UI College of Education class helps student veterans
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Wendy Rasmussen has led the "Life After Service" class for UI student veterans this spring. Photo by Mei-Ling Shaw Williams.
While Wendy Rasmussen teaches her students about how their lives will change after they complete their military service, she is preparing herself to go on active duty.
Rasmussen, a counseling psychology doctoral student in the University of Iowa College of Education, has just finished her second semester of teaching the class, “Life After Service.” The course taught students about the biological, psychological, and social reactions one has after a stressful life event such as serving in the military.
“I wanted the class to be holistic, comprehensive,” says Rasmussen who is from San Diego, California. “We talked about relationships, but also problems sleeping, or issues at work.”
Rasmussen is in the Navy Health Professions Scholarship Program, and is on her way to becoming a navy psychologist.
“This scholarship program was a great match for me,” says Rasmussen. “Military trauma was an extension of an established interest, and I feel like I can make an important contribution to the field.”
The Navy Health Professions Scholarship covers three years of tuition, fees, books, and includes a stipend. During her education, Rasmussen serves on inactive reserve, but she will be promoted to lieutenant and go on active duty for three years. She plans to obtain her doctorate in Counseling Psychology in summer of 2016 and will go on active duty in fall of 2016.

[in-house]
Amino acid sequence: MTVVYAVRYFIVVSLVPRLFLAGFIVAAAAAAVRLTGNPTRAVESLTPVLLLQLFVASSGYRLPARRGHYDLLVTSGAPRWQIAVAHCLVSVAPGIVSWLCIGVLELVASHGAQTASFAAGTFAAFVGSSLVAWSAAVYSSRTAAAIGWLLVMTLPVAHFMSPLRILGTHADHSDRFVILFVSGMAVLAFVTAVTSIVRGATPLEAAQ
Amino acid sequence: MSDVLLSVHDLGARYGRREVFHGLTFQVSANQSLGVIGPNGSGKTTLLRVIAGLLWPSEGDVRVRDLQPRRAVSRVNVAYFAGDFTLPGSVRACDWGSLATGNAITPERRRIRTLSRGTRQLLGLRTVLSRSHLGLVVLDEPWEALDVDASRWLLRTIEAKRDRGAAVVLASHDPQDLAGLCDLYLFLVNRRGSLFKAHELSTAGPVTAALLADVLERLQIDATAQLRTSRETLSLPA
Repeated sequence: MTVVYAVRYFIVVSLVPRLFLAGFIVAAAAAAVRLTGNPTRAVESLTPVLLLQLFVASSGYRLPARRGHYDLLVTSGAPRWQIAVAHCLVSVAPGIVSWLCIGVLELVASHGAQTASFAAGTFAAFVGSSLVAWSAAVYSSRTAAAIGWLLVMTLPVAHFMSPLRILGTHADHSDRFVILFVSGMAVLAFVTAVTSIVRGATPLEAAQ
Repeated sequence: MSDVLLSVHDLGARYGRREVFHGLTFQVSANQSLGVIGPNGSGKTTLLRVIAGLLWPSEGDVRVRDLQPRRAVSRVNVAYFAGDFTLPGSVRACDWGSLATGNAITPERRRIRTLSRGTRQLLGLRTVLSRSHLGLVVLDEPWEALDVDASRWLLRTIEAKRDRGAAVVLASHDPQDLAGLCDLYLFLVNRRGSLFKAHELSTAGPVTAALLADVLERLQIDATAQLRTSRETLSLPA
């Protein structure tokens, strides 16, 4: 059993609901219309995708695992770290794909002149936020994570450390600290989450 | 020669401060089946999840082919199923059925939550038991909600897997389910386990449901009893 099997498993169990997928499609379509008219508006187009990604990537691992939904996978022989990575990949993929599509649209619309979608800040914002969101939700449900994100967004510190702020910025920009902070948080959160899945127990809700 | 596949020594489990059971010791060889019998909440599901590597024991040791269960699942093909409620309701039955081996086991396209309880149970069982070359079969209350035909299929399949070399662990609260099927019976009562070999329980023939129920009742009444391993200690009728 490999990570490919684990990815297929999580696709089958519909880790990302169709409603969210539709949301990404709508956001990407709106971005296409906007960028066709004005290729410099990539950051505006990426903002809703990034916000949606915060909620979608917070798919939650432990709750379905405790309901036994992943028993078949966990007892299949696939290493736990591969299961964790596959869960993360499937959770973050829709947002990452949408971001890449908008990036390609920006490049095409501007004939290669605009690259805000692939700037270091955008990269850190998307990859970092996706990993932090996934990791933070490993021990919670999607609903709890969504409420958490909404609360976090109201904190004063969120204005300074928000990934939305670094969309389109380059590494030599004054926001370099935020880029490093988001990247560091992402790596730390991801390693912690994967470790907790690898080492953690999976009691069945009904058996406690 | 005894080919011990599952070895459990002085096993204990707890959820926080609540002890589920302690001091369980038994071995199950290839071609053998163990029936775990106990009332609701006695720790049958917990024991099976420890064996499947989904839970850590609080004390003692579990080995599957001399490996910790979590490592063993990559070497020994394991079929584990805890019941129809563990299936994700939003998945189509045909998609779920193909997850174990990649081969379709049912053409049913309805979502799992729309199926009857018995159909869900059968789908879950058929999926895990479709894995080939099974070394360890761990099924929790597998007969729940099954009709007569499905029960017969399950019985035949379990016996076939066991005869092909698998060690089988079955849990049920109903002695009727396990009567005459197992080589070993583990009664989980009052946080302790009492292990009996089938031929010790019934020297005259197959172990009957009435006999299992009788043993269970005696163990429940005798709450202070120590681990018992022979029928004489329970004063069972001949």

The “Life After Service” class was originally called “Life After War” before Rasmussen began teaching it. This spring semester, the class was held from 3:30 to 6:15 every Monday for the seven students enrolled.
“I noticed last semester that the needs of the students I had may have shifted since the course was originally developed,” Rasmussen says.
This semester, the course refocused on acquainting students with resources available to them on campus. In January, Rasmussen collaborated with the UI College of Education to host a technology workshop for her students.
One of these students, Taimur Khan, has deployed twice, once on a ship in the Pacific, and once to Afghanistan, since he was last in a traditional academic setting.
“The last time I was in school was 2008, and I am still used to just writing in a notebook and studying in an old-fashioned way,” says Khan, an open major from Janesville, Wisconsin. “It was nice to learn about some of the new things in education technology.”
Rasmussen’s course is one of the many ways the UI community is coming together to support its veterans. This fall, U.S. News and World Report rated the University of Iowa the sixth-best university for veterans.
“The University of Iowa has such excellent resources for nontraditional students,” Rasmussen says. “Helping these student veterans know how to access these resources early on will have a positive impact on their time here and on their futures too.”